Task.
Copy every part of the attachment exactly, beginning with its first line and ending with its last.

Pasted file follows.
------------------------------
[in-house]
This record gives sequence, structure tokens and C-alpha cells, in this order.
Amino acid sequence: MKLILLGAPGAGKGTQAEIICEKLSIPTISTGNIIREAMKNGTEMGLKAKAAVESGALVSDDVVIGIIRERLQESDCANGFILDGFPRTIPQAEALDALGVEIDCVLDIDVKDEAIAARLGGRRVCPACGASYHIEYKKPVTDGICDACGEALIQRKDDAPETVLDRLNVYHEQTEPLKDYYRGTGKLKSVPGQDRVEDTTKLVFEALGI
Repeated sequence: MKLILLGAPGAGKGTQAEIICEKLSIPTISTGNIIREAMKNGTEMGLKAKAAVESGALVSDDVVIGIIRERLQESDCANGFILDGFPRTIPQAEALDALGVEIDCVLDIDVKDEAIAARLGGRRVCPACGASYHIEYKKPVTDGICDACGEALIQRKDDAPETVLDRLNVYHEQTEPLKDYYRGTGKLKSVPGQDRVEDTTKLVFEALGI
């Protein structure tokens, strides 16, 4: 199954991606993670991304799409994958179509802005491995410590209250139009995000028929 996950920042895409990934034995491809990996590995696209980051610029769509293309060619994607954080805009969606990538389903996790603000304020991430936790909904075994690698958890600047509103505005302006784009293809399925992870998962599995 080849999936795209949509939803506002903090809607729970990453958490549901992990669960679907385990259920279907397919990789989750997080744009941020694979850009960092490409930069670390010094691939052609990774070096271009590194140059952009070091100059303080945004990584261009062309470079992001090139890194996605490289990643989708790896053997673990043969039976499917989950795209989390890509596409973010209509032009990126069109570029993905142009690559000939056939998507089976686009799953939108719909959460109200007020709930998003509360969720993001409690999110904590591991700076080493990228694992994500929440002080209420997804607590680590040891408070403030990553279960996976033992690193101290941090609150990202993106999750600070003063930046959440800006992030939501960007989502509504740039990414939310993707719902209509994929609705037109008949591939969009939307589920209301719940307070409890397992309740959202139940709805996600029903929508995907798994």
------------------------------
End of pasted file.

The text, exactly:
[in-house]
This record gives sequence, structure tokens and C-alpha cells, in this order.
Amino acid sequence: MKLILLGAPGAGKGTQAEIICEKLSIPTISTGNIIREAMKNGTEMGLKAKAAVESGALVSDDVVIGIIRERLQESDCANGFILDGFPRTIPQAEALDALGVEIDCVLDIDVKDEAIAARLGGRRVCPACGASYHIEYKKPVTDGICDACGEALIQRKDDAPETVLDRLNVYHEQTEPLKDYYRGTGKLKSVPGQDRVEDTTKLVFEALGI
Repeated sequence: MKLILLGAPGAGKGTQAEIICEKLSIPTISTGNIIREAMKNGTEMGLKAKAAVESGALVSDDVVIGIIRERLQESDCANGFILDGFPRTIPQAEALDALGVEIDCVLDIDVKDEAIAARLGGRRVCPACGASYHIEYKKPVTDGICDACGEALIQRKDDAPETVLDRLNVYHEQTEPLKDYYRGTGKLKSVPGQDRVEDTTKLVFEALGI
């Protein structure tokens, strides 16, 4: 199954991606993670991304799409994958179509802005491995410590209250139009995000028929 996950920042895409990934034995491809990996590995696209980051610029769509293309060619994607954080805009969606990538389903996790603000304020991430936790909904075994690698958890600047509103505005302006784009293809399925992870998962599995 080849999936795209949509939803506002903090809607729970990453958490549901992990669960679907385990259920279907397919990789989750997080744009941020694979850009960092490409930069670390010094691939052609990774070096271009590194140059952009070091100059303080945004990584261009062309470079992001090139890194996605490289990643989708790896053997673990043969039976499917989950795209989390890509596409973010209509032009990126069109570029993905142009690559000939056939998507089976686009799953939108719909959460109200007020709930998003509360969720993001409690999110904590591991700076080493990228694992994500929440002080209420997804607590680590040891408070403030990553279960996976033992690193101290941090609150990202993106999750600070003063930046959440800006992030939501960007989502509504740039990414939310993707719902209509994929609705037109008949591939969009939307589920209301719940307070409890397992309740959202139940709805996600029903929508995907798994």